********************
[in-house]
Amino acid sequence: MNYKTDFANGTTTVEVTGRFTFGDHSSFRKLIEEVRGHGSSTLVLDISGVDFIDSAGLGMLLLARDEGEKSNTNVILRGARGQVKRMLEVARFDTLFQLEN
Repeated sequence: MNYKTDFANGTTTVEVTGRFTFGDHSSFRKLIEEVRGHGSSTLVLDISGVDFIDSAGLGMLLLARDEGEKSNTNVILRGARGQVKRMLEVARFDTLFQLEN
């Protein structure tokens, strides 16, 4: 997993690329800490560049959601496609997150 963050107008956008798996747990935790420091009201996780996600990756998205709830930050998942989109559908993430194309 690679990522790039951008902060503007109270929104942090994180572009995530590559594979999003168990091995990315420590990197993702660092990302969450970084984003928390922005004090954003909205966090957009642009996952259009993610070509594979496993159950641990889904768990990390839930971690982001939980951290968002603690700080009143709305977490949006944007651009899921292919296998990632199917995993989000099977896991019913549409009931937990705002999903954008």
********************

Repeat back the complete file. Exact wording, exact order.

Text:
[in-house]
Amino acid sequence: MNYKTDFANGTTTVEVTGRFTFGDHSSFRKLIEEVRGHGSSTLVLDISGVDFIDSAGLGMLLLARDEGEKSNTNVILRGARGQVKRMLEVARFDTLFQLEN
Repeated sequence: MNYKTDFANGTTTVEVTGRFTFGDHSSFRKLIEEVRGHGSSTLVLDISGVDFIDSAGLGMLLLARDEGEKSNTNVILRGARGQVKRMLEVARFDTLFQLEN
């Protein structure tokens, strides 16, 4: 997993690329800490560049959601496609997150 963050107008956008798996747990935790420091009201996780996600990756998205709830930050998942989109559908993430194309 690679990522790039951008902060503007109270929104942090994180572009995530590559594979999003168990091995990315420590990197993702660092990302969450970084984003928390922005004090954003909205966090957009642009996952259009993610070509594979496993159950641990889904768990990390839930971690982001939980951290968002603690700080009143709305977490949006944007651009899921292919296998990632199917995993989000099977896991019913549409009931937990705002999903954008």